Secret lives of our brains: A look into David Eagleman’s lab
Did you know that you’re more likely to marry someone whose name contains the same first letter as your own? Did you know that if you’re holding hot coffee, you’re more likely to rate your relationship with your mother as closer than if you’re holding iced coffee at the time? Did you know that if your name is Dennis or Denise, you’re more likely to become a dentist?
Best-selling author David Eagleman, assistant professor in the Department of Neuroscience and the Menninger Department of Psychiatry & Behavioral Sciences at Baylor College of Medicine, recently explained the phenomena behind these kinds of unconscious processes that happen every minute in our brain, hidden from our conscious minds.
Exploring the unconscious
Our conscious minds, he said, are actually the smallest part of who we are. He compares it to a stowaway on a ship, who takes credit for the ship running smoothly, but who actually has no idea what’s happening mechanically.
Every day in his lab, Eagleman studies the “secret lives” of the brain and all of its 10 billion neurons. “Each neuron is about as complicated as the city of Houston,” he said, as there are hundreds of trillions of connections between each neuron.
“Just a cubic centimeter of brain tissue contains more of these connections than all of the stars in the galaxy,” said Eagleman.
Basically, there’s a lot of territory about the brain that we still haven’t explored and don’t understand, but researchers like those in Eagleman’s lab at Baylor College of Medicine are making exciting strides toward understanding the brain and how these understandings can help us.
Of course, we can’t possibly know every detail of what’s happening unconsciously in our brains – and, as Eagleman said, we don’t really want to know.
“Our conscious mind is like a CEO of a company – it should make executive decisions only,” he said, “The conscious mind gives you the headlines, not the whole newspaper. It takes the credit for what happens, but it’s best when it’s left on the sidelines.”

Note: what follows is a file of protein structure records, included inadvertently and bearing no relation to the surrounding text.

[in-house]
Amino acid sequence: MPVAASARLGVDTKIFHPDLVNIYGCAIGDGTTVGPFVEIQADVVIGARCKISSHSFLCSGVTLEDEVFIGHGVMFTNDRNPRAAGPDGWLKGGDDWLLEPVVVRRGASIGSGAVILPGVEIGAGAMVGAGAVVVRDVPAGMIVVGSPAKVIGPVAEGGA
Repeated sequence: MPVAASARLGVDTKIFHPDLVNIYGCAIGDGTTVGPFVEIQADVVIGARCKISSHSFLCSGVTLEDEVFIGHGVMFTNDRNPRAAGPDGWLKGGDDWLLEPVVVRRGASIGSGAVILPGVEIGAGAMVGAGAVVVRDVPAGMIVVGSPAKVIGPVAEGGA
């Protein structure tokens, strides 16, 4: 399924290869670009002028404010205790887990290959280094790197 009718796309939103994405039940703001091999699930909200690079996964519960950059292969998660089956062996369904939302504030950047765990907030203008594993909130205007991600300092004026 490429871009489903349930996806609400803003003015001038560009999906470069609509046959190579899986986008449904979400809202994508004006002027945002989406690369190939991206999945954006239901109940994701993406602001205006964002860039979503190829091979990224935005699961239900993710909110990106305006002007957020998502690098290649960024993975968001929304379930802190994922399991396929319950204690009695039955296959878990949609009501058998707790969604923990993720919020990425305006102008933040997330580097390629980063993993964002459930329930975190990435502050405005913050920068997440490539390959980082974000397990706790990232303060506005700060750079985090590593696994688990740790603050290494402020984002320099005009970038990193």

Blending the senses
“We accept whatever reality our brain present to us,” Eagleman said, “So there has always been a philosophical conundrum around the question: How do we know that the color blue I see is the same as the color blue you see?”
This used to be a philosophical question, but now it’s studied extensively in his lab, as researchers seek answers to questions about synesthesia.
Synesthesia, he said, is a blending of the senses – it means “joined senses,” as opposed to “anesthesia,” which means a lack of senses.
In the last seven years, Eagleman’s lab and several others have shown that there’s more cross-talk between senses for about three percent of the population and that this is a genuine perceptual mode. For a synesthete, Monday might be yellow, and June might be pink. Years might have special sequences.
Eagleman said his lab has found synesthetes for almost every cross-blending of senses.
They launched the Synesthesia Battery, in which they drilled down what characterizes synesthesia, to test for synesthesia. It turns out that there’s a very tiny difference in the brain that greatly affects how we perceive reality.
Eagleman presented this information at an educational luncheon called “Incognito – The Secret Lives of the Brain,” hosted by The Partnership for Baylor College of Medicine. Check out the calendar of upcoming educational luncheons.
Read more about Eagleman’s recent research findings about synesthete’s different experience of reality.
Does this experience sound familiar? Take the test to find out if you might be a synesthete.
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